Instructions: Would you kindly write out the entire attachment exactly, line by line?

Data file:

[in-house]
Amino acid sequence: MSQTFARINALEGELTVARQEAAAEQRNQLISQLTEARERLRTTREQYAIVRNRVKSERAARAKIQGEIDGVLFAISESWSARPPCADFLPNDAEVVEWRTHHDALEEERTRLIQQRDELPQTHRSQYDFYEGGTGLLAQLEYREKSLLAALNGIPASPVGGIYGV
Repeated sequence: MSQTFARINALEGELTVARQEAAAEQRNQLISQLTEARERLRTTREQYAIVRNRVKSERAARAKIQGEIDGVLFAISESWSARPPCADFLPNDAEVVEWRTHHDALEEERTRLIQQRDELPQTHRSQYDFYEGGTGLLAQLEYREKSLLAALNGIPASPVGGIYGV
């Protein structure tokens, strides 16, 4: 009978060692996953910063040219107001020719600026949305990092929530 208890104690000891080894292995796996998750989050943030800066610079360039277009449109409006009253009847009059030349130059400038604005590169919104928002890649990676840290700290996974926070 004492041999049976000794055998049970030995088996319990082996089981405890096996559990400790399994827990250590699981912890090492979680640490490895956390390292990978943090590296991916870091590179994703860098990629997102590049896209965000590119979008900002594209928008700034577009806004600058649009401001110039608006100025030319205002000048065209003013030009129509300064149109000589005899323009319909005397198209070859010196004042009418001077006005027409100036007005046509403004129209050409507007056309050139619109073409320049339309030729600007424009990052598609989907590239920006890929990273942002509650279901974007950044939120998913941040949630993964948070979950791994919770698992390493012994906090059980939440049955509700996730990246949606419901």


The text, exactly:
[in-house]
Amino acid sequence: MSQTFARINALEGELTVARQEAAAEQRNQLISQLTEARERLRTTREQYAIVRNRVKSERAARAKIQGEIDGVLFAISESWSARPPCADFLPNDAEVVEWRTHHDALEEERTRLIQQRDELPQTHRSQYDFYEGGTGLLAQLEYREKSLLAALNGIPASPVGGIYGV
Repeated sequence: MSQTFARINALEGELTVARQEAAAEQRNQLISQLTEARERLRTTREQYAIVRNRVKSERAARAKIQGEIDGVLFAISESWSARPPCADFLPNDAEVVEWRTHHDALEEERTRLIQQRDELPQTHRSQYDFYEGGTGLLAQLEYREKSLLAALNGIPASPVGGIYGV
């Protein structure tokens, strides 16, 4: 009978060692996953910063040219107001020719600026949305990092929530 208890104690000891080894292995796996998750989050943030800066610079360039277009449109409006009253009847009059030349130059400038604005590169919104928002890649990676840290700290996974926070 004492041999049976000794055998049970030995088996319990082996089981405890096996559990400790399994827990250590699981912890090492979680640490490895956390390292990978943090590296991916870091590179994703860098990629997102590049896209965000590119979008900002594209928008700034577009806004600058649009401001110039608006100025030319205002000048065209003013030009129509300064149109000589005899323009319909005397198209070859010196004042009418001077006005027409100036007005046509403004129209050409507007056309050139619109073409320049339309030729600007424009990052598609989907590239920006890929990273942002509650279901974007950044939120998913941040949630993964948070979950791994919770698992390493012994906090059980939440049955509700996730990246949606419901």